You have it nearly correct.  ANSYS can stop solving for reasons of numerical instability (bad element shapes) before it has reached the point of physical instability, so you have to plot the force-deformation curve to see if it has gone horizontal to determine the reason for the solver stopping.

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TimH posted this 03 April 2018

Thank's a lot, Peter. You've been a great help on this. I have one last question on this issue: As I mentioned before, I am attempting to set a constant axial force onto the column while increasing temperature and watch the column collapse due to thermal degradation of the material. Therefore I cannot plot a force-deflection curve (constant force) but a temperature-deflection curve, which goes horizontal as well (see picture). Can I use this curve to prove physical instability (buckling) as cause of the solver stopping?

peteroznewman posted this 03 April 2018

Hi Tim, yes, this curve looks like it has approached horizontal.  If you want more points between 750 and 1150, go to Analysis Settings and change Auto Time Stepping to On and set a high number for Initial Substeps and Minimum Substeps, even higher than 10 if you want. 

You can show your appreciation by clicking Like below the posts that are helpful.

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TimH posted this 03 April 2018

Awesome, thank's very much!

TimH posted this 16 April 2018

Sorry for reopening this discussion but some more questions concerning this issue appeared:

I modeled the column with a self-defined temperature dependent, multilinear material and found out by viewing the time vs deflection curve, that in some cases (stub column), ANSYS WB 18.2 stops calculating before buckling occurs. I therefore assume that convergence problems are due to reaching the materials capacity (stress = ultimate strength). Now I would like to know, in which elements this is the case. I tried to display the Safety Factor but it seems like this is not possible because the ultimate strength is temperature dependent and varies from element to element (due to different element temperatures).

Is there a way to display Safety Factors despite those described circumstances (temperature, time and location dependence of the ultimate strength)?

Moreover I guess, ANSYS stops calculating until the materials capacity reaches its limit in a single element although the whole structure would bear the load for another while, as the materials ultimate strength in colder regions inside the column still have a higher value of ultimate strength.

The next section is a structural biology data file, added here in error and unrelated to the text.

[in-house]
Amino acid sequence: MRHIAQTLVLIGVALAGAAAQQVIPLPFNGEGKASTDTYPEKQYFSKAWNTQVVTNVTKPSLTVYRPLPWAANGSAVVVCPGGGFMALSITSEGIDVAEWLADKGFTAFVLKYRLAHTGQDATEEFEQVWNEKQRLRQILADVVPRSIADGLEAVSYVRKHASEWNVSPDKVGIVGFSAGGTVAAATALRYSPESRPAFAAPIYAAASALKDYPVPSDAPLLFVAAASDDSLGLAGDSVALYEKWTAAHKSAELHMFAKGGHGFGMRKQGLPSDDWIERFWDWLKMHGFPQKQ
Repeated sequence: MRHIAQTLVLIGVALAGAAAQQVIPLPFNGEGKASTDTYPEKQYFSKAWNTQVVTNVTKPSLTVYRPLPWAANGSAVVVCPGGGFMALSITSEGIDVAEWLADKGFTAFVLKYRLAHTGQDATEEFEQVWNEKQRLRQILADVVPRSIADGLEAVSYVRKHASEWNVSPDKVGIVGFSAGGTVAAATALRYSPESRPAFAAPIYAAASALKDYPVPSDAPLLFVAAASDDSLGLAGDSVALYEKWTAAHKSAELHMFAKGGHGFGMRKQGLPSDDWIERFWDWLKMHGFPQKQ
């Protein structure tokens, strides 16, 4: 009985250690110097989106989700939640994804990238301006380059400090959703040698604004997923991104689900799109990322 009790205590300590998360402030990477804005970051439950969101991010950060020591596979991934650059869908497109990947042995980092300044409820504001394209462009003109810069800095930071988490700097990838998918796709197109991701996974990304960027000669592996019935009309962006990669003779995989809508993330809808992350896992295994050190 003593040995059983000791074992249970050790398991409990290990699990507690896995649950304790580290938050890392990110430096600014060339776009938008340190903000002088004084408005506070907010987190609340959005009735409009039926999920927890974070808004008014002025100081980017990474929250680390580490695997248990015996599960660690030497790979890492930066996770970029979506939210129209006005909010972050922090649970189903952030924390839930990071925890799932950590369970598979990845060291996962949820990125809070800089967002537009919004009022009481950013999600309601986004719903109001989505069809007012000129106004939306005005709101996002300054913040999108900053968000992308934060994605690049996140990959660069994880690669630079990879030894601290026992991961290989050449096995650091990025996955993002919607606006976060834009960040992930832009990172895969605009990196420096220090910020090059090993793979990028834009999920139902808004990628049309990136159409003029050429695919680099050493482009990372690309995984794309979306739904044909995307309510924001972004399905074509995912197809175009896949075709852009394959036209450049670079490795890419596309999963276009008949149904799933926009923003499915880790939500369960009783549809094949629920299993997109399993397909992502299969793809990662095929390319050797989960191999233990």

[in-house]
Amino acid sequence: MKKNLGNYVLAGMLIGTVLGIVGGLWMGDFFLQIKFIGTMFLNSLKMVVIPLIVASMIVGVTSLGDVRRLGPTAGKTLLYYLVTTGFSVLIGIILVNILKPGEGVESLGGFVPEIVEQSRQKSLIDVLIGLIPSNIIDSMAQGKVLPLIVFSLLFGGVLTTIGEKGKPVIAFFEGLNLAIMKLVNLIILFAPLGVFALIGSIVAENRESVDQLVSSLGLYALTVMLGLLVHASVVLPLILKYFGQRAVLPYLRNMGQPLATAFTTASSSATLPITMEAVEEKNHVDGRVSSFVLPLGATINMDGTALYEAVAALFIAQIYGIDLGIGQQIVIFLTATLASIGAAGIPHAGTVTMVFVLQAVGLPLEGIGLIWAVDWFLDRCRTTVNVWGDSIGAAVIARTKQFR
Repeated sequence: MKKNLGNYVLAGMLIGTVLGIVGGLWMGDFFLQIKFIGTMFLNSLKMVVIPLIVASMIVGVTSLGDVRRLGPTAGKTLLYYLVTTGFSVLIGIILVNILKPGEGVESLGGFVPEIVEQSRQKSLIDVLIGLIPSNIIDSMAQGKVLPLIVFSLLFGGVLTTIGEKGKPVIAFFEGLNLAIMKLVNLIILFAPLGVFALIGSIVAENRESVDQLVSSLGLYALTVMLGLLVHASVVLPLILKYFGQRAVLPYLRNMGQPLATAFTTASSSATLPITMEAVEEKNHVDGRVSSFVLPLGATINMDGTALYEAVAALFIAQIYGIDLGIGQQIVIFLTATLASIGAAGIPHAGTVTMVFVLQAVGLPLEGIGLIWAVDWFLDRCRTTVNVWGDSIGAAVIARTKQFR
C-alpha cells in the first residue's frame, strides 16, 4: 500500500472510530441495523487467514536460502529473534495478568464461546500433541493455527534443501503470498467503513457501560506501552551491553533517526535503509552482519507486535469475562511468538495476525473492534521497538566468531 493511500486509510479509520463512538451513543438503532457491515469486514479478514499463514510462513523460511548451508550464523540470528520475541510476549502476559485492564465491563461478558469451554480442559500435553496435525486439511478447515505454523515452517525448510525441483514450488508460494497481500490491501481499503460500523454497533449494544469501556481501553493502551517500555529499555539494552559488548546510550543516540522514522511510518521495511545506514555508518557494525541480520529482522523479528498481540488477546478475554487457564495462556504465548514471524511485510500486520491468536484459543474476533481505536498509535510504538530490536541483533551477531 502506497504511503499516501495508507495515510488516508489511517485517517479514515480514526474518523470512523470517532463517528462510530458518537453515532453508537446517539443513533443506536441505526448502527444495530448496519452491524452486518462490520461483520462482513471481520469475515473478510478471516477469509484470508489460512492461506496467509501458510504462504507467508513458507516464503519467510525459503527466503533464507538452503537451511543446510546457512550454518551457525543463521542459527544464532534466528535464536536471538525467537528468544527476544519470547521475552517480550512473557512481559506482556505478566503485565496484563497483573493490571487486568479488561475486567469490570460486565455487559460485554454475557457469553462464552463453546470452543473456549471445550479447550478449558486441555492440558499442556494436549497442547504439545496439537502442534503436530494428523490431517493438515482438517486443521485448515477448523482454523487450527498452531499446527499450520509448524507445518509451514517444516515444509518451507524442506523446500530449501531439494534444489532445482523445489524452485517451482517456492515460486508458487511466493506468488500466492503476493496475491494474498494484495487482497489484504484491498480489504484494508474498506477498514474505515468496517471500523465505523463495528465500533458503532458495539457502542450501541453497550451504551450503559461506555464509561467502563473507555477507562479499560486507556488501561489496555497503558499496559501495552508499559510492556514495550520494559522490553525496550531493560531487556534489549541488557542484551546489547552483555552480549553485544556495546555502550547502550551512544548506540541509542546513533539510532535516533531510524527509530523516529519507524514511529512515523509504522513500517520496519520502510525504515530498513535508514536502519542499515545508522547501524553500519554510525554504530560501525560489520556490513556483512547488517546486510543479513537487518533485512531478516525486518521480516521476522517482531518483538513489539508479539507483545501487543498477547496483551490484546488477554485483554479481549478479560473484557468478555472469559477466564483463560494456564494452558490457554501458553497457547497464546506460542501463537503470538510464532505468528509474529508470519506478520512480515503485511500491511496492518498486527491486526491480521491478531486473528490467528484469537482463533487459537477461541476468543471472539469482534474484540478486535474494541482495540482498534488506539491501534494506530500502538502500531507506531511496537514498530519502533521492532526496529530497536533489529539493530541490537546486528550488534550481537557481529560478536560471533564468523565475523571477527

How can I tell ANSYS WB to kill elements as soon as they reach ultimate strength without stopping the calculation?

peteroznewman posted this 16 April 2018

In a linear statics model, with isotropic elasticity and no plasticity, the only use made of the ultimate strength entry in the material database is to plot the Safety Factor result.

Once you add a multilinear plasticity model, the ultimate strength is not so relevant.  Ductile materials have an Elongation (at break) material property value that can be compared with the Total Strain result to determine failure in a tensile portion of the model.

ANSYS doesn't stop calculating when it reaches any strength limit in a plasticity model, but it does stop calculating when the element shape becomes too distorted to provide valid results. This is where a higher quality mesh can help the solver get further along.

There is an APDL command to kill an element when it reaches a failure limit, such as when the Total Strain > Elongation. It is called ekill and you can look it up in the online help. Ekill works in Static Structural and I have an example of an APDL script that will remove elements and keep going, but I have to go now so I will come back later and post that.

The Explicit Dynamics solver will automatically kill elements that reach a particular value of strain and keep going, but that is a very different environment to work in and less suited to obtaining precise results, it is well suited to giving guidance on how structures will evolve the failure over time, especially for high speed events.

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TimH posted this 17 April 2018

Hi Peter,

thanks again for your advice, you're a really great help. Determining the location of failure by comparing Total Strain results with the maximum strains defined in the Engineering Data is not so easy, because maximum strains (strains at which Multilinear Plasticity Model ends) are temperature dependent (see picture) and therefore time and location dependent. Hence, if I view the Total Strain result, outputted by ANSYS WB, I need to plot the temperature as well and derive maximum strains at certain temperatures. I tried to plot an excel sheet, in which I compare Total Strains and Body Temperatures at certain locations of a Path lying in mid height diameter of the column followed by manually calculating maximum strains at those certain locations via interpolation of the material data. By doing so, I can get a safety factor by dividing Total Strains by maximum Strains. This is a very time consuming-method, which I hoped can be done by WB automatically (and not only along ome single Path).